The hepatic endoplasmic reticulum (ER)-anchored hemoproteins, cytochromes P450 (P450s), are instrumental in the metabolism of physiologically relevant endobiotics and xenobiotics (clinically relevant drugs, environmental toxins and carcinogens). In the course of this metabolism, however, the participating enzyme is sacrificed in a mechanism-based """"""""suicide-inactivation"""""""". One form of this inactivation entails destruction of P450 prosthetic heme into fragments that irreversibly modify its protein at its active site. Such abnormal modification in vivo, triggers P450 degradation. The long-term goals of this proposal are centered on the hypothesis that heme-modification of the P450 protein predisposes it for degradation. Thus, they have centered on structural characterization of the heme-modified protein, and elucidation of the mechanism of its proteolytic degradation. Findings to date reveal that the heme-modified P450 3A4 protein is phosphorylated, ubiquitinated and degraded by the cytosolic 26S proteasome, raising some intriguing fundamental questions which are the subject of the present proposal: (i) How are the ER-bound P450 proteins delivered to the cytosolic proteasome? (ii) What precise sites (usually Lysepsilon-NH2) are required to be ubiquitinated for such P450 targeting to the 26S proteasome? (iii) Which particular ubiquitin conjugating enzymes are involved in this P450 targeting? And more importantly, is physiologically the native enzyme similarly disposed of as the heme-modified protein? While the ubiquitination and degradation are related, it is unclear whether phosphorylation is necessary for these events. Thus, the final aim (iv) is to determine the role of phosphorylation in P450 degradation by characterizing the cellular kinases involved, the protein sites phosphorylated and the use of selective inhibitors of the identified kinases as probes. Immunological, morphological, site-directed mutagenesis, biochemical, protein chemistry and mass spectrometric approaches will be used in elucidating these issues, using intact freshly isolated rat hepatocytes, COS-7 cells, and S. cerevisiae as models. The proposed studies center on a physiologically relevant but neglected aspect of P450 biology. Because P450s are integral ER-membrane proteins, elucidation of its turnover will provide a biological prototype for other ER-residents. Furthermore, these studies are focused on P450 3A4, the major human liver and intestinal enzyme and its rat orthologs, which are responsible for the metabolism of over 60 percent of clinically prescribed drugs, and are particularly susceptible to this biological fate. Finally, because the 26S proteasomal subunits are responsible for the generation of antigenic peptides, these studies may provide insight into the generation of P450 autoantibodies detected in sera of patients with chronic active and drug-induced hepatitis and hypersensitivity reactions.

Agency
National Institute of Health (NIH)
Institute
National Institute of General Medical Sciences (NIGMS)
Type
Research Project (R01)
Project #
5R01GM044037-09
Application #
6180429
Study Section
Special Emphasis Panel (ZRG1-ALTX-1 (01))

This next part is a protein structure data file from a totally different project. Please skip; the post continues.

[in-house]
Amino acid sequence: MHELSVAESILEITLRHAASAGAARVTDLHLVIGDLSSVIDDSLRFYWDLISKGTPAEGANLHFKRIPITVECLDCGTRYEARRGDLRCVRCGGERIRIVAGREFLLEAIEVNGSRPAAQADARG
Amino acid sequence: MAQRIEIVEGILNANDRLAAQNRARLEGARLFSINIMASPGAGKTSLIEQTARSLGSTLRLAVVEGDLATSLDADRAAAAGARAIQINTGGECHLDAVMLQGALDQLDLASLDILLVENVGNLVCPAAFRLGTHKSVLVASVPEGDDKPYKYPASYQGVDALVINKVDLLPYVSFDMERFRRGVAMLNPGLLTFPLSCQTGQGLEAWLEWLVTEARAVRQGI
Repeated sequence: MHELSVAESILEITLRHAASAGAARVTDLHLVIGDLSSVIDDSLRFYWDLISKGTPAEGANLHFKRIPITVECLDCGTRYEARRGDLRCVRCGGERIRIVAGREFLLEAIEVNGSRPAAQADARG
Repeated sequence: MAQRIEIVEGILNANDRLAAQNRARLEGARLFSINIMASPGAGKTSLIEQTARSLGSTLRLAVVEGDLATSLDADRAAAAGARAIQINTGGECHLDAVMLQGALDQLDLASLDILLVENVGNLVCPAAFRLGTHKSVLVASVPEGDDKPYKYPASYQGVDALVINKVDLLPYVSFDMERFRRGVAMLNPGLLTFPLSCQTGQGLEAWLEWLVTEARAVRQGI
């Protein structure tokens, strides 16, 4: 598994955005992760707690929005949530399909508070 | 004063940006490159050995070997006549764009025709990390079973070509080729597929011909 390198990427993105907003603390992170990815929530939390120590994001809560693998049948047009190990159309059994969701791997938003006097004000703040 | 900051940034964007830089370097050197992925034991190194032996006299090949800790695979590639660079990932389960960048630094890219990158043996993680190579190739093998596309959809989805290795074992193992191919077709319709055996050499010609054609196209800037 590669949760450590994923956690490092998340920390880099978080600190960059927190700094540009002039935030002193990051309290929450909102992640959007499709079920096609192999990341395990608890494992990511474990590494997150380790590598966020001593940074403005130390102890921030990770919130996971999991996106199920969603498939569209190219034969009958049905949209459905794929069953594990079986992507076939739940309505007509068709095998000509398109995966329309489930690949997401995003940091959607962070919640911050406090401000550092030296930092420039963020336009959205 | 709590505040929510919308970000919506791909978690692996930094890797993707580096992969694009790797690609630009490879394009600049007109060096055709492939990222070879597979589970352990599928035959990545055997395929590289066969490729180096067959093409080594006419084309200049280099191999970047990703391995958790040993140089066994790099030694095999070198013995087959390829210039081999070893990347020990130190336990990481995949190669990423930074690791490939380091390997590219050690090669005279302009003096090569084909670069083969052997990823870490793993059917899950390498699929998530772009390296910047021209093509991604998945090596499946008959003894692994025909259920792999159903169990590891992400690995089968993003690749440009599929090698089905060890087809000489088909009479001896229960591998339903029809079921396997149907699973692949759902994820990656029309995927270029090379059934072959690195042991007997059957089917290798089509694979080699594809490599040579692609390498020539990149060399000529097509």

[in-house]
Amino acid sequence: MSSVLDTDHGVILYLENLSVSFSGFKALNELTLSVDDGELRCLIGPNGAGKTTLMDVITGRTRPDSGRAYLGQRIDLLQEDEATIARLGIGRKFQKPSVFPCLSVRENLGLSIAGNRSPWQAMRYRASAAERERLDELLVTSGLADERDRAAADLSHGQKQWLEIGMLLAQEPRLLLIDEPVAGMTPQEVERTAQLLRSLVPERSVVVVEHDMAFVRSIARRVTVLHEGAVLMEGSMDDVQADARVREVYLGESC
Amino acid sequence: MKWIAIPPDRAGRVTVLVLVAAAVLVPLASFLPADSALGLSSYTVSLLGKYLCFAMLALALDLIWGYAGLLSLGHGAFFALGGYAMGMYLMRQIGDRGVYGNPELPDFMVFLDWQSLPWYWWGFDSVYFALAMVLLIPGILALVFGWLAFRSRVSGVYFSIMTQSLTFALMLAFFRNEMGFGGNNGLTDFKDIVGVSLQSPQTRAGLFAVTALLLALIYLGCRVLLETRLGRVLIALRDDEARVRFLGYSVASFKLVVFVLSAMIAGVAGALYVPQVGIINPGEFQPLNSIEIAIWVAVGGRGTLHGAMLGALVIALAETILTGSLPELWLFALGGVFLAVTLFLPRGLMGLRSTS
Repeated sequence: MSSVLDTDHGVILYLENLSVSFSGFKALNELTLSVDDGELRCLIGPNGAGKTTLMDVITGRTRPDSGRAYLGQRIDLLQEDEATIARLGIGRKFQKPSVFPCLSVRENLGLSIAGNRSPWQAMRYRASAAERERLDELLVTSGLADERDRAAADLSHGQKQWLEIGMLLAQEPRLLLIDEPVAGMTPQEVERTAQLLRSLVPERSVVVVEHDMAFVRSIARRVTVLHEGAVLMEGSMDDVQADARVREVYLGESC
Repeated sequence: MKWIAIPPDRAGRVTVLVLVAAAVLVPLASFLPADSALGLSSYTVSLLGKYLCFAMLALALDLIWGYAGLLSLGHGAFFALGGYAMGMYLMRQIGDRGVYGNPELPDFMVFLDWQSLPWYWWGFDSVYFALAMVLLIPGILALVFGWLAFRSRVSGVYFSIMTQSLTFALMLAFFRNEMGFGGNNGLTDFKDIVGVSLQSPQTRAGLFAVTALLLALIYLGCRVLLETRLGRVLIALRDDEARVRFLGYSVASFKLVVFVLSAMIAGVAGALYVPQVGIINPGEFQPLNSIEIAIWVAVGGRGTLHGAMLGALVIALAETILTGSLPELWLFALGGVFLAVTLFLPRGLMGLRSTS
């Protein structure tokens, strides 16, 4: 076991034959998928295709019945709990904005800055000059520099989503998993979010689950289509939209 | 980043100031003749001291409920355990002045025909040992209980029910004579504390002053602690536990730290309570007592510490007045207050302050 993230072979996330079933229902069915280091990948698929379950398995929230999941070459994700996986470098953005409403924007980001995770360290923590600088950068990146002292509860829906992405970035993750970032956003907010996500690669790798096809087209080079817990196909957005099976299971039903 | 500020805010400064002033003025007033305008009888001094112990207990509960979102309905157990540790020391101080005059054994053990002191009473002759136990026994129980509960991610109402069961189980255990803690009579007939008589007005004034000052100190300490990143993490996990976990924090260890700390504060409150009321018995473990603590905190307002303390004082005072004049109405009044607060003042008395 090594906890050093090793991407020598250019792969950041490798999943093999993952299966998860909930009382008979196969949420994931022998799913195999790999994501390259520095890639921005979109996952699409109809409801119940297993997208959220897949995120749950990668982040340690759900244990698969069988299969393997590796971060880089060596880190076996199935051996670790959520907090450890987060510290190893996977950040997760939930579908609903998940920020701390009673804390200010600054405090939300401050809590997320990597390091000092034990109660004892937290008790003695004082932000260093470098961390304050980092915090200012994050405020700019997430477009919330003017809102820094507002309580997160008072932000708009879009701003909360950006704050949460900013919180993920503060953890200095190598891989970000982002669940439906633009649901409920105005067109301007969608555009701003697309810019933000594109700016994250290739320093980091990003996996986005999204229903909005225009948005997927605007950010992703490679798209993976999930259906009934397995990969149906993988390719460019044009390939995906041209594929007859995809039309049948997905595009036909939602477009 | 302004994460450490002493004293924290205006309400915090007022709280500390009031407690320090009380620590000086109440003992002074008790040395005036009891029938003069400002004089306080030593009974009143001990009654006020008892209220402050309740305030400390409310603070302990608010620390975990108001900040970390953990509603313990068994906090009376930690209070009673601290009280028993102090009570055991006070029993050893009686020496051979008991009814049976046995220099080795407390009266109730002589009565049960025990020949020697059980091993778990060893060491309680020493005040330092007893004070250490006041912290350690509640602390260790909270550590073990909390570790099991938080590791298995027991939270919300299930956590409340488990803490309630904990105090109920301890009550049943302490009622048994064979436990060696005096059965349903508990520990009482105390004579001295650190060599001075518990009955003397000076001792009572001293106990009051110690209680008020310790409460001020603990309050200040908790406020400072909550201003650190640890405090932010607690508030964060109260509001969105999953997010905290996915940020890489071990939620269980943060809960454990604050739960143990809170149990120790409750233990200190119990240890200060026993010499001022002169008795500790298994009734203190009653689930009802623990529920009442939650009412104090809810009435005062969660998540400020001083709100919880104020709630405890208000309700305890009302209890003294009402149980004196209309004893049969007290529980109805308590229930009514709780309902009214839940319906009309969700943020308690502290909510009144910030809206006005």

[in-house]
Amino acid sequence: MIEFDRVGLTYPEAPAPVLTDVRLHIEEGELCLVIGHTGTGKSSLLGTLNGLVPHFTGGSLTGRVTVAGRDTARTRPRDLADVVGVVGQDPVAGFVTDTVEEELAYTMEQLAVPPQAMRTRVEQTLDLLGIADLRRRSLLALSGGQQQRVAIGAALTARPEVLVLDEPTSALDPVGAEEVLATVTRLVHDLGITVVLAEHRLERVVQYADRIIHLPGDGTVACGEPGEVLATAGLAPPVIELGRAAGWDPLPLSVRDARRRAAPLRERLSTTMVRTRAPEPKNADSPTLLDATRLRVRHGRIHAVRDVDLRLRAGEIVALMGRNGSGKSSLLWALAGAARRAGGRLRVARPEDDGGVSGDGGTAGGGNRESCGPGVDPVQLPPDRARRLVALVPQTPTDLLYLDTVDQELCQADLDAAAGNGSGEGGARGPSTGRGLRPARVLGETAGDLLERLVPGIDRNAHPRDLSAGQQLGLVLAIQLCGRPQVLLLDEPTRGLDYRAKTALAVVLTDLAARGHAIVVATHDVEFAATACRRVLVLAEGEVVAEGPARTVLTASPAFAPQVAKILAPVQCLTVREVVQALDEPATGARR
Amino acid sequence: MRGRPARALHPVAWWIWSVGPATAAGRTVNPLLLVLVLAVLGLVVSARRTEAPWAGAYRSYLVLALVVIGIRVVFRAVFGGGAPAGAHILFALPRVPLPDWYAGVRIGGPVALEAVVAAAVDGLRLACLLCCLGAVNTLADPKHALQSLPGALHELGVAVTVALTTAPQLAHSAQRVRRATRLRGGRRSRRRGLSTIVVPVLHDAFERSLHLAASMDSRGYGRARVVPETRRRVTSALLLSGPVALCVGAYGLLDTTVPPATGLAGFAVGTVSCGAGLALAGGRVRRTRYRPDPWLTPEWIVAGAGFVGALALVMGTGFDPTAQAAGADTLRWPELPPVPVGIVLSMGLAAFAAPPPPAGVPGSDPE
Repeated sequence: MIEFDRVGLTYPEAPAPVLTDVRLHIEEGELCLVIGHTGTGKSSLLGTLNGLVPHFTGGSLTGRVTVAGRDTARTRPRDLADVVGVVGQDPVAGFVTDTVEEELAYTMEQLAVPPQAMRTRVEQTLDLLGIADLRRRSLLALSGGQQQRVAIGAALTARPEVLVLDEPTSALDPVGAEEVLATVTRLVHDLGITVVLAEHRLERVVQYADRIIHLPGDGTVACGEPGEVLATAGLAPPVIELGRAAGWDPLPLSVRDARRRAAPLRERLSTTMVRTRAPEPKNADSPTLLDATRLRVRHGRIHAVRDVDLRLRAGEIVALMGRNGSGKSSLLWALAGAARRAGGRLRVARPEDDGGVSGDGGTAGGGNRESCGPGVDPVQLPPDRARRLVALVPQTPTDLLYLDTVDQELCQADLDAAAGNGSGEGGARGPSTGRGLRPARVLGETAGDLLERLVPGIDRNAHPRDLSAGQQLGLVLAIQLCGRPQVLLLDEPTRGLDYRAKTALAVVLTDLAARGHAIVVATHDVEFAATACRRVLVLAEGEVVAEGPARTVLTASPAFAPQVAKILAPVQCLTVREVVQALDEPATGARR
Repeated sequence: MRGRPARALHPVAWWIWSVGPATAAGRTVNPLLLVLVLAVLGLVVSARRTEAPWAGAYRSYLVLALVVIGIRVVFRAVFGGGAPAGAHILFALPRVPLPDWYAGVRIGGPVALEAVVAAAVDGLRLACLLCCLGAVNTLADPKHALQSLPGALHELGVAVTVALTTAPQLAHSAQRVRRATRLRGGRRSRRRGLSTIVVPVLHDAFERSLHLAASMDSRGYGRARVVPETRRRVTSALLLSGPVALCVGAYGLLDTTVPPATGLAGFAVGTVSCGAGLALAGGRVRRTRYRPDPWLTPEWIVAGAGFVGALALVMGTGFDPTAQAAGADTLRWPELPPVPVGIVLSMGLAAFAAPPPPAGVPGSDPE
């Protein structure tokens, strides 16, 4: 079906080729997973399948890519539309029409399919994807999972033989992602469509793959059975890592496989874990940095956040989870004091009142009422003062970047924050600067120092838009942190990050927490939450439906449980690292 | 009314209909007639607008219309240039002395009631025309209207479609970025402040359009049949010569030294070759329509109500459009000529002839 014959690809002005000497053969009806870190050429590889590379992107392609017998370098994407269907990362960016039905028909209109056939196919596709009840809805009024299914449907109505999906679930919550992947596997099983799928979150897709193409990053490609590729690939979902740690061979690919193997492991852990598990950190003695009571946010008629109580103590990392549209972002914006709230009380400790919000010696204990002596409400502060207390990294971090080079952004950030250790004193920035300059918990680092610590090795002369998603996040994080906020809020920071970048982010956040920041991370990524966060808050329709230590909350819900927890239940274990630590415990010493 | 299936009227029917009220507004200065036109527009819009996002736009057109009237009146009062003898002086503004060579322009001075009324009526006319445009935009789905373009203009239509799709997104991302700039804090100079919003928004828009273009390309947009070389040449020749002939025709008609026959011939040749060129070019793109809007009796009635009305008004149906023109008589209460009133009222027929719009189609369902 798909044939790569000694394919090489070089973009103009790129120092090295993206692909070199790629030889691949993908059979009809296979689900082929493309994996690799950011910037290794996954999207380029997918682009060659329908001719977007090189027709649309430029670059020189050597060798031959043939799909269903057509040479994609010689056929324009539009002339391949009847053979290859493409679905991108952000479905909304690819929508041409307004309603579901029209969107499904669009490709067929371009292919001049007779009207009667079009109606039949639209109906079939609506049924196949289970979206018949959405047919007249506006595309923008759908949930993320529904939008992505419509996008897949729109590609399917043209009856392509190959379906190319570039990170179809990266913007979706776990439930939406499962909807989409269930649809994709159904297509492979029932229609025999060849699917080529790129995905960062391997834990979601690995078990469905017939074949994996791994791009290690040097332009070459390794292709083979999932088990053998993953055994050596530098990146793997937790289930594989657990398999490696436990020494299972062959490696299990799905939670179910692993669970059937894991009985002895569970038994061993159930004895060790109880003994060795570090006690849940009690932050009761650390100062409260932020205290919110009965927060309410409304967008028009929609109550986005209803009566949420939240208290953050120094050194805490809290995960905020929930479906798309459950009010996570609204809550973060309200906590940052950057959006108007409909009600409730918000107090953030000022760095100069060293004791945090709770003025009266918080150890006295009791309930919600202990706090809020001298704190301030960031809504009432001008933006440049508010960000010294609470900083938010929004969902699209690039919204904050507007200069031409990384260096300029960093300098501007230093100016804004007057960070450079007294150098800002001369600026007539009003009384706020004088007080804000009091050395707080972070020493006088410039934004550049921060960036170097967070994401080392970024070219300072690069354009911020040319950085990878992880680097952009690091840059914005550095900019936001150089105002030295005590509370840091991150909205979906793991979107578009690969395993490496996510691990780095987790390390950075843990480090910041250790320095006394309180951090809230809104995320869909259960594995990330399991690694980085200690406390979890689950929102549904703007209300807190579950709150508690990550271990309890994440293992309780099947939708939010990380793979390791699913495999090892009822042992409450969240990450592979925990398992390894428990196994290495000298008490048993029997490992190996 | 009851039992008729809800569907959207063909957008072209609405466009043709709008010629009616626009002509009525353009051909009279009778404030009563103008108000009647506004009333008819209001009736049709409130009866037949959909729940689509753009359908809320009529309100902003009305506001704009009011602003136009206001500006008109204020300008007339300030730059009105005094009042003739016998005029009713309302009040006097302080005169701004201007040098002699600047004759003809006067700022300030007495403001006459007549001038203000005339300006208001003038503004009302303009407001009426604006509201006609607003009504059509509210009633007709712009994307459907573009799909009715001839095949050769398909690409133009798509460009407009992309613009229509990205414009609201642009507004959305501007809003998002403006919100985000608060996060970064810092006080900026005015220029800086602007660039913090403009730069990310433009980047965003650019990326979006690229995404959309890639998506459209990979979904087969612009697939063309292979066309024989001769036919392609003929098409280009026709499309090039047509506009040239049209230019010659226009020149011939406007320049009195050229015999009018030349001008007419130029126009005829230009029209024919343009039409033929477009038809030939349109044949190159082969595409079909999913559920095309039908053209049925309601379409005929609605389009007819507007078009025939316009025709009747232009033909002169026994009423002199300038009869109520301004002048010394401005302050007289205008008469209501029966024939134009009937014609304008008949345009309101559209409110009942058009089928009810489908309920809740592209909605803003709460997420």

Project Start
1990-04-01
Project End
2003-03-31
Budget Start
2000-04-01
Budget End
2001-03-31
Support Year
9
Fiscal Year
2000
Total Cost
$197,299
Indirect Cost
Name
University of California San Francisco
Department
Pharmacology
Type
Schools of Medicine
DUNS #
073133571
City
San Francisco
State
CA
Country
United States
Zip Code
94143
Kim, Sung-Mi; Wang, YongQiang; Nabavi, Noushin et al. (2016) Hepatic cytochromes P450: structural degrons and barcodes, posttranslational modifications and cellular adapters in the ERAD-endgame. Drug Metab Rev 48:405-33
Kim, Sung-Mi; Grenert, James P; Patterson, Cam et al. (2016) CHIP(-/-)-Mouse Liver: Adiponectin-AMPK-FOXO-Activation Overrides CYP2E1-Elicited JNK1-Activation, Delaying Onset of NASH: Therapeutic Implications. Sci Rep 6:29423
Lewis-Ballester, Ariel; Forouhar, Farhad; Kim, Sung-Mi et al. (2016) Molecular basis for catalysis and substrate-mediated cellular stabilization of human tryptophan 2,3-dioxygenase. Sci Rep 6:35169
Wang, YongQiang; Kim, Sung-Mi; Trnka, Michael J et al. (2015) Human liver cytochrome P450 3A4 ubiquitination: molecular recognition by UBC7-gp78 autocrine motility factor receptor and UbcH5a-CHIP-Hsc70-Hsp40 E2-E3 ubiquitin ligase complexes. J Biol Chem 290:3308-32
Correia, Maria Almira; Wang, YongQiang; Kim, Sung-Mi et al. (2014) Hepatic cytochrome P450 ubiquitination: conformational phosphodegrons for E2/E3 recognition? IUBMB Life 66:78-88
Wang, YongQiang; Guan, Shenheng; Acharya, Poulomi et al. (2012) Multisite phosphorylation of human liver cytochrome P450 3A4 enhances Its gp78- and CHIP-mediated ubiquitination: a pivotal role of its Ser-478 residue in the gp78-catalyzed reaction. Mol Cell Proteomics 11:M111.010132
Acharya, Poulomi; Liao, Mingxiang; Engel, Juan C et al. (2011) Liver cytochrome P450 3A endoplasmic reticulum-associated degradation: a major role for the p97 AAA ATPase in cytochrome P450 3A extraction into the cytosol. J Biol Chem 286:3815-28
Wang, YongQiang; Guan, Shenheng; Acharya, Poulomi et al. (2011) Ubiquitin-dependent proteasomal degradation of human liver cytochrome P450 2E1: identification of sites targeted for phosphorylation and ubiquitination. J Biol Chem 286:9443-56
Correia, Maria Almira; Sinclair, Peter R; De Matteis, Francesco (2011) Cytochrome P450 regulation: the interplay between its heme and apoprotein moieties in synthesis, assembly, repair, and disposal. Drug Metab Rev 43:1-26
Kim, Sung-Mi; Acharya, Poulomi; Engel, Juan C et al. (2010) Liver cytochrome P450 3A ubiquitination in vivo by gp78/autocrine motility factor receptor and C terminus of Hsp70-interacting protein (CHIP) E3 ubiquitin ligases: physiological and pharmacological relevance. J Biol Chem 285:35866-77

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